artificial general intelligence

Report on the First Conference on Artificial General Intelligence (AGI-08)

AI Magazine

The First Conference on Artificial General Intelligence (AGI-08) was held on March 1-3, 2008, at the University of Memphis. The overall goal of the conference was to work toward a common understanding of the most promising paths toward creating AI systems with general intelligence at the human level and beyond, and to share interim results and ideas achieved by researchers actively working toward powerful artificial general intelligence.

Mixing Cognitive Science Concepts with Computer Science Algorithms and Data Structures: An Integrative Approach to Strong AI

AAAI Conferences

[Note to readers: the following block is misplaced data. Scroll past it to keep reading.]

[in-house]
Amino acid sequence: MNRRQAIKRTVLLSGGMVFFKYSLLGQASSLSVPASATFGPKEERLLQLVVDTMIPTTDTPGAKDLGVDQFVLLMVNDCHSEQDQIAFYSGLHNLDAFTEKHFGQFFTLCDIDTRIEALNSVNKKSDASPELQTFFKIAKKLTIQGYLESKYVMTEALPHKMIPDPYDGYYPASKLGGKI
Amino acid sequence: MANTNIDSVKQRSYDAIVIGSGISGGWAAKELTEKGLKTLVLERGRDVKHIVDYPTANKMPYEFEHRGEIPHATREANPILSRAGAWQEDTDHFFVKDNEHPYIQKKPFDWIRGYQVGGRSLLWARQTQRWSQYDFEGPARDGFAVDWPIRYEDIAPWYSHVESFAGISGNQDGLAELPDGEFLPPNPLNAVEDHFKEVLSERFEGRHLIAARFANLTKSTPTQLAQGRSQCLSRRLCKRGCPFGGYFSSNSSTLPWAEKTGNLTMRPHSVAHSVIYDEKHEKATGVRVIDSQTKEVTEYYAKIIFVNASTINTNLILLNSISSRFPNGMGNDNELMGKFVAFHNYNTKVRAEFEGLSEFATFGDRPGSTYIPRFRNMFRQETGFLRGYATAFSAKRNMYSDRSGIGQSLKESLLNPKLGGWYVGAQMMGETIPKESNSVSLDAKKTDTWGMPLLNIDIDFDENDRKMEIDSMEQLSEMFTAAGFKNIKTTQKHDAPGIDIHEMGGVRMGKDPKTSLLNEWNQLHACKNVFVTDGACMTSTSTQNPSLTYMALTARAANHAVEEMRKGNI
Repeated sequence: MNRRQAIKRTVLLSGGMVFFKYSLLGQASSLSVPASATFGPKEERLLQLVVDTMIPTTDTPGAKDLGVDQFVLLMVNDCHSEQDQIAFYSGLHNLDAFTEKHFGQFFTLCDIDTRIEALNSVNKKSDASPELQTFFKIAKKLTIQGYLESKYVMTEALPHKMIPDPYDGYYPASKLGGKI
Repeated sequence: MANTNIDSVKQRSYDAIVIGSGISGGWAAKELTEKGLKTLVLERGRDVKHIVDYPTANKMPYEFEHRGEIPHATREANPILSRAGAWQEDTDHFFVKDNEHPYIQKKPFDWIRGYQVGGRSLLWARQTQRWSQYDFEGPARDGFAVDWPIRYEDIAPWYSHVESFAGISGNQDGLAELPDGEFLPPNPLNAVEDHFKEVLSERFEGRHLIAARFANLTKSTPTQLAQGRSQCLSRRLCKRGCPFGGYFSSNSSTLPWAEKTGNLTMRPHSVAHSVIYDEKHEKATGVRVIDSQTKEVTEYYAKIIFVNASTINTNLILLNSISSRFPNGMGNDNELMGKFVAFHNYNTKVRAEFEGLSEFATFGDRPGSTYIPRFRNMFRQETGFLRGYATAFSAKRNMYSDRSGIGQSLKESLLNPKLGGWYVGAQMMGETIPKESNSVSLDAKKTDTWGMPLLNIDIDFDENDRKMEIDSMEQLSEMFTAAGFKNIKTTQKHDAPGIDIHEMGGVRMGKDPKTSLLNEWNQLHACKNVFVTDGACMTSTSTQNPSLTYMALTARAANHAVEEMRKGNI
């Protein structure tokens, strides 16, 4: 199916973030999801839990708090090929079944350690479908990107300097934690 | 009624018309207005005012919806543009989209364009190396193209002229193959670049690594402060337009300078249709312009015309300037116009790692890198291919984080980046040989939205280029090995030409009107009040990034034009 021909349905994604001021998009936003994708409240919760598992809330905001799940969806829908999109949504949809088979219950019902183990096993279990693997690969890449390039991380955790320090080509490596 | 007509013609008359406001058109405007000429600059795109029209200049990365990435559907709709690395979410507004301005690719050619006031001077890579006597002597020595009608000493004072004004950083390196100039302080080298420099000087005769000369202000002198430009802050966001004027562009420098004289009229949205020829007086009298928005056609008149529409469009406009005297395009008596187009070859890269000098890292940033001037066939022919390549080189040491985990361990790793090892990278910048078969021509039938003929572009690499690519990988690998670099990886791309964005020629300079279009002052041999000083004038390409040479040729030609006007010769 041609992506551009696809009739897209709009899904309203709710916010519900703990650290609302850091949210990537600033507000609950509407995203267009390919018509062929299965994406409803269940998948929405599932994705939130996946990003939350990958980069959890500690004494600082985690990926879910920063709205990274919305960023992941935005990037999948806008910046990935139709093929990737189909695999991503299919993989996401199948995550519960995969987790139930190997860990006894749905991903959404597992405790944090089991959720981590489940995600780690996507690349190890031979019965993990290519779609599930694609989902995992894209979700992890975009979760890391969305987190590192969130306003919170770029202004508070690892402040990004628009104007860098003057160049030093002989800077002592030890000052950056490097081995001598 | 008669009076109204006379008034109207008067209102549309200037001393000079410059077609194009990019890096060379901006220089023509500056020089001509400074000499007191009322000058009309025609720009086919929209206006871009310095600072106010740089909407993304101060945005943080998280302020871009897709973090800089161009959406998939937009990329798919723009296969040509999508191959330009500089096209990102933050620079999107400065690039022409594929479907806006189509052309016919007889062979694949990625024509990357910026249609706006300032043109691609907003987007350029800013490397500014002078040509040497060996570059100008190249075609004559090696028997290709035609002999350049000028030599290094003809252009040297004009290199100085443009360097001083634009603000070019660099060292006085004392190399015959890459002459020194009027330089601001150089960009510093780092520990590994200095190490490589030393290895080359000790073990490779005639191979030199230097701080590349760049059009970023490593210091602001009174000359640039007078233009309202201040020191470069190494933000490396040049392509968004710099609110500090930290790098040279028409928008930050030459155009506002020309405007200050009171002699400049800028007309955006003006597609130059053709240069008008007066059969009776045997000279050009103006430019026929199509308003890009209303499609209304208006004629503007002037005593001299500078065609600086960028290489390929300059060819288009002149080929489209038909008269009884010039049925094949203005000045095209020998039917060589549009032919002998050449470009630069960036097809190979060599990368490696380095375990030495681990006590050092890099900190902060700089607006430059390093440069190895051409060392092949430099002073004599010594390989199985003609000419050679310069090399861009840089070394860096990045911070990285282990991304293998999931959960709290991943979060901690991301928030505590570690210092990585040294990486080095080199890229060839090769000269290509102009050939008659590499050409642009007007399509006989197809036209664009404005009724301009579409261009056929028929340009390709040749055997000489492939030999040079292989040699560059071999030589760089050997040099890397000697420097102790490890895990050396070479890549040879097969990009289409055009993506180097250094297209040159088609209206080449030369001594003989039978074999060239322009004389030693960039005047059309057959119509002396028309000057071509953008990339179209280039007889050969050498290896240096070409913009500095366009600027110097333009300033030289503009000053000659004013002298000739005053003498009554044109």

We posit that, given the current state of development of cognitive science, the greatest synergies between this field and artificial intelligence arise when one adopts a high level of abstraction. On the one hand, we suggest, cognitive science embodies some interesting, potentially general principles regarding cognition under limited resources, and AI systems that violate these principles should be treated with skepticism. But on the other hand, attempts to precisely emulate human cognition in silicon are hampered by both their ineffectiveness at exploiting the power of digital computers, and the current paucity of algorithm-level knowledge as to how human cognition takes place. We advocate a focus on artificial general intelligence design. This means building systems capturing the salient high-level features of human intelligence (e.g., goal-oriented behavior, sophisticated learning, self-reflection, etc...), yet with software architectures and algorithms specifically designed for effective performance on modern computing hardware. We give several illustrations of this broad principle drawn from our work, including the adaptation of estimation of distribution algorithms in evolutionary programming for complex procedure learning.